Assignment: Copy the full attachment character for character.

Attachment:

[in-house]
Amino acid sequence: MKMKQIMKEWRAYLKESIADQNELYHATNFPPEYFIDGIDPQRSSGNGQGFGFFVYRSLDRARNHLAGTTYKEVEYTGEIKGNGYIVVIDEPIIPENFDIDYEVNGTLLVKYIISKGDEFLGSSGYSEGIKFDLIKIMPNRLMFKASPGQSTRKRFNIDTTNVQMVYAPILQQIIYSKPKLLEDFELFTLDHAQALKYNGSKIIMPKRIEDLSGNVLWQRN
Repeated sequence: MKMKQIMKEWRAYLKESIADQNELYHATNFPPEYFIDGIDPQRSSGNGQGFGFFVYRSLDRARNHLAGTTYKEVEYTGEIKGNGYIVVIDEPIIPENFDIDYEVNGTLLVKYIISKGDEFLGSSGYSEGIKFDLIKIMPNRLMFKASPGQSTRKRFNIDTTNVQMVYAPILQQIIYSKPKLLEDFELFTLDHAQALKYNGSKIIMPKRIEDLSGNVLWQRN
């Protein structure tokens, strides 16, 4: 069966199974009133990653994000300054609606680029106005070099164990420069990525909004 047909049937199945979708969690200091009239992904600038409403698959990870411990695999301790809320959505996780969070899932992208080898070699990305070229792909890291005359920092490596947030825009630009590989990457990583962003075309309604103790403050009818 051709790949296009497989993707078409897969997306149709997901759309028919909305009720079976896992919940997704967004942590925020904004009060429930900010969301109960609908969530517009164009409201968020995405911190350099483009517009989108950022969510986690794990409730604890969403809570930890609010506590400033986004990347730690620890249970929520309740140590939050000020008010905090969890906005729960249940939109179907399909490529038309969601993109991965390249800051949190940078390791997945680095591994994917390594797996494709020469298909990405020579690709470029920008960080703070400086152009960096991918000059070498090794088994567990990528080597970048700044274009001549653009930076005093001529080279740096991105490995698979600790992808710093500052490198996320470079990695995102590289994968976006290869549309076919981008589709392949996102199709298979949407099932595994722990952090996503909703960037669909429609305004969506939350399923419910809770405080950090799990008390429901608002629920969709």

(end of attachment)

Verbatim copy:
[in-house]
Amino acid sequence: MKMKQIMKEWRAYLKESIADQNELYHATNFPPEYFIDGIDPQRSSGNGQGFGFFVYRSLDRARNHLAGTTYKEVEYTGEIKGNGYIVVIDEPIIPENFDIDYEVNGTLLVKYIISKGDEFLGSSGYSEGIKFDLIKIMPNRLMFKASPGQSTRKRFNIDTTNVQMVYAPILQQIIYSKPKLLEDFELFTLDHAQALKYNGSKIIMPKRIEDLSGNVLWQRN
Repeated sequence: MKMKQIMKEWRAYLKESIADQNELYHATNFPPEYFIDGIDPQRSSGNGQGFGFFVYRSLDRARNHLAGTTYKEVEYTGEIKGNGYIVVIDEPIIPENFDIDYEVNGTLLVKYIISKGDEFLGSSGYSEGIKFDLIKIMPNRLMFKASPGQSTRKRFNIDTTNVQMVYAPILQQIIYSKPKLLEDFELFTLDHAQALKYNGSKIIMPKRIEDLSGNVLWQRN
């Protein structure tokens, strides 16, 4: 069966199974009133990653994000300054609606680029106005070099164990420069990525909004 047909049937199945979708969690200091009239992904600038409403698959990870411990695999301790809320959505996780969070899932992208080898070699990305070229792909890291005359920092490596947030825009630009590989990457990583962003075309309604103790403050009818 051709790949296009497989993707078409897969997306149709997901759309028919909305009720079976896992919940997704967004942590925020904004009060429930900010969301109960609908969530517009164009409201968020995405911190350099483009517009989108950022969510986690794990409730604890969403809570930890609010506590400033986004990347730690620890249970929520309740140590939050000020008010905090969890906005729960249940939109179907399909490529038309969601993109991965390249800051949190940078390791997945680095591994994917390594797996494709020469298909990405020579690709470029920008960080703070400086152009960096991918000059070498090794088994567990990528080597970048700044274009001549653009930076005093001529080279740096991105490995698979600790992808710093500052490198996320470079990695995102590289994968976006290869549309076919981008589709392949996102199709298979949407099932595994722990952090996503909703960037669909429609305004969506939350399923419910809770405080950090799990008390429901608002629920969709």